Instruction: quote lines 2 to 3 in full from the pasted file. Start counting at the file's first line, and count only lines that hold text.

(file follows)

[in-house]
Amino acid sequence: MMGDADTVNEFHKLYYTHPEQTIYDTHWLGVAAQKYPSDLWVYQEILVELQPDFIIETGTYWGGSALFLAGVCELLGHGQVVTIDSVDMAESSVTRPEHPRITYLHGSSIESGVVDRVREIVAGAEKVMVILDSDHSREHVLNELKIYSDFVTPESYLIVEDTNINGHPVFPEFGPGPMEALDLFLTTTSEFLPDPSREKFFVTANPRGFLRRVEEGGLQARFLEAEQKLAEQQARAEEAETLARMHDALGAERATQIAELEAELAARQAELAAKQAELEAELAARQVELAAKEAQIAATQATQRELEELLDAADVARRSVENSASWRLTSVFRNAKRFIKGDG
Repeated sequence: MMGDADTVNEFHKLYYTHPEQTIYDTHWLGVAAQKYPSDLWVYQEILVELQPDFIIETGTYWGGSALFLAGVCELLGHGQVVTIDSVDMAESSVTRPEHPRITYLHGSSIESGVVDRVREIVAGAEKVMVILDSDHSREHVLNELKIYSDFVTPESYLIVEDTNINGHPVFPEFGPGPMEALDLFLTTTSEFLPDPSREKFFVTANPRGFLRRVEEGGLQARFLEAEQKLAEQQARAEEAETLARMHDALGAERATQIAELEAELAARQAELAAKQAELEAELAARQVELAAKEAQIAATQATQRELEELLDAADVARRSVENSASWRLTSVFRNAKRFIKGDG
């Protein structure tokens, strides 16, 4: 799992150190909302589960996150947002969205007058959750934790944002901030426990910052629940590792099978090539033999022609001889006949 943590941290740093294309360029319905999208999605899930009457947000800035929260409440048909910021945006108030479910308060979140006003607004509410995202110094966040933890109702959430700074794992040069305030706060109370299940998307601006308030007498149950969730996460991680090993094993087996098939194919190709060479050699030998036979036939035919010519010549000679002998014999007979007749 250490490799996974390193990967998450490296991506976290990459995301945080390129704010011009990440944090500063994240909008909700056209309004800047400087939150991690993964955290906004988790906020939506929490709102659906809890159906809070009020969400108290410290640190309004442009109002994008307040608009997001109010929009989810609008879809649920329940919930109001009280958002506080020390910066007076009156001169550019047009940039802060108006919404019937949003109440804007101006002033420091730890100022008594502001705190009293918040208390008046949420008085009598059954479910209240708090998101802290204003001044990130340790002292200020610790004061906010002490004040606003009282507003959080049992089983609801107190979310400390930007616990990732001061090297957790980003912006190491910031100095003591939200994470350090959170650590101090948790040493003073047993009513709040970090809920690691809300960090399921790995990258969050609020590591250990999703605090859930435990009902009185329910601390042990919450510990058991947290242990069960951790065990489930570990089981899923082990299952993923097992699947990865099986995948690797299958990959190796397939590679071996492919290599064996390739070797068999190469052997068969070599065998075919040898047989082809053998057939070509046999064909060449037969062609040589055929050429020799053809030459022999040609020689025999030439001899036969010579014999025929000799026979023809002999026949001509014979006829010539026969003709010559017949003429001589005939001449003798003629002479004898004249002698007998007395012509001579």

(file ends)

Amino acid sequence: MMGDADTVNEFHKLYYTHPEQTIYDTHWLGVAAQKYPSDLWVYQEILVELQPDFIIETGTYWGGSALFLAGVCELLGHGQVVTIDSVDMAESSVTRPEHPRITYLHGSSIESGVVDRVREIVAGAEKVMVILDSDHSREHVLNELKIYSDFVTPESYLIVEDTNINGHPVFPEFGPGPMEALDLFLTTTSEFLPDPSREKFFVTANPRGFLRRVEEGGLQARFLEAEQKLAEQQARAEEAETLARMHDALGAERATQIAELEAELAARQAELAAKQAELEAELAARQVELAAKEAQIAATQATQRELEELLDAADVARRSVENSASWRLTSVFRNAKRFIKGDG
Repeated sequence: MMGDADTVNEFHKLYYTHPEQTIYDTHWLGVAAQKYPSDLWVYQEILVELQPDFIIETGTYWGGSALFLAGVCELLGHGQVVTIDSVDMAESSVTRPEHPRITYLHGSSIESGVVDRVREIVAGAEKVMVILDSDHSREHVLNELKIYSDFVTPESYLIVEDTNINGHPVFPEFGPGPMEALDLFLTTTSEFLPDPSREKFFVTANPRGFLRRVEEGGLQARFLEAEQKLAEQQARAEEAETLARMHDALGAERATQIAELEAELAARQAELAAKQAELEAELAARQVELAAKEAQIAATQATQRELEELLDAADVARRSVENSASWRLTSVFRNAKRFIKGDG